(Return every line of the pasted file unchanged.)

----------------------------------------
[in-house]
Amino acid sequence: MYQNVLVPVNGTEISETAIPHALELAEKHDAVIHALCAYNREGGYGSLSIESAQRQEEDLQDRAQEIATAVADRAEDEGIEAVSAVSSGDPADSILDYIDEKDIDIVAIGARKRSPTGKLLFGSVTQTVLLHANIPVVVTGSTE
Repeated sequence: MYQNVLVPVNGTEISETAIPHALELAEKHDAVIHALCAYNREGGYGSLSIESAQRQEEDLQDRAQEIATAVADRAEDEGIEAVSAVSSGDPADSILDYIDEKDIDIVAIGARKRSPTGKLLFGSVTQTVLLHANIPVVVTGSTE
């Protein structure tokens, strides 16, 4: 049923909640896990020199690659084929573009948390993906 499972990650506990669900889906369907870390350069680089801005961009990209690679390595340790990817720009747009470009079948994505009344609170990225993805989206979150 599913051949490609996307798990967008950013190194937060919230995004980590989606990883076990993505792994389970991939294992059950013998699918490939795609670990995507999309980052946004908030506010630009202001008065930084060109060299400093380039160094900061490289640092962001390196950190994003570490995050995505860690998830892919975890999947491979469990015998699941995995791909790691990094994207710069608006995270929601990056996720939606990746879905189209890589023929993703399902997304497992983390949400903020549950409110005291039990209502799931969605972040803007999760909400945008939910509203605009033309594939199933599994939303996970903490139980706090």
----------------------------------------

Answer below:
[in-house]
Amino acid sequence: MYQNVLVPVNGTEISETAIPHALELAEKHDAVIHALCAYNREGGYGSLSIESAQRQEEDLQDRAQEIATAVADRAEDEGIEAVSAVSSGDPADSILDYIDEKDIDIVAIGARKRSPTGKLLFGSVTQTVLLHANIPVVVTGSTE
Repeated sequence: MYQNVLVPVNGTEISETAIPHALELAEKHDAVIHALCAYNREGGYGSLSIESAQRQEEDLQDRAQEIATAVADRAEDEGIEAVSAVSSGDPADSILDYIDEKDIDIVAIGARKRSPTGKLLFGSVTQTVLLHANIPVVVTGSTE
């Protein structure tokens, strides 16, 4: 049923909640896990020199690659084929573009948390993906 499972990650506990669900889906369907870390350069680089801005961009990209690679390595340790990817720009747009470009079948994505009344609170990225993805989206979150 599913051949490609996307798990967008950013190194937060919230995004980590989606990883076990993505792994389970991939294992059950013998699918490939795609670990995507999309980052946004908030506010630009202001008065930084060109060299400093380039160094900061490289640092962001390196950190994003570490995050995505860690998830892919975890999947491979469990015998699941995995791909790691990094994207710069608006995270929601990056996720939606990746879905189209890589023929993703399902997304497992983390949400903020549950409110005291039990209502799931969605972040803007999760909400945008939910509203605009033309594939199933599994939303996970903490139980706090």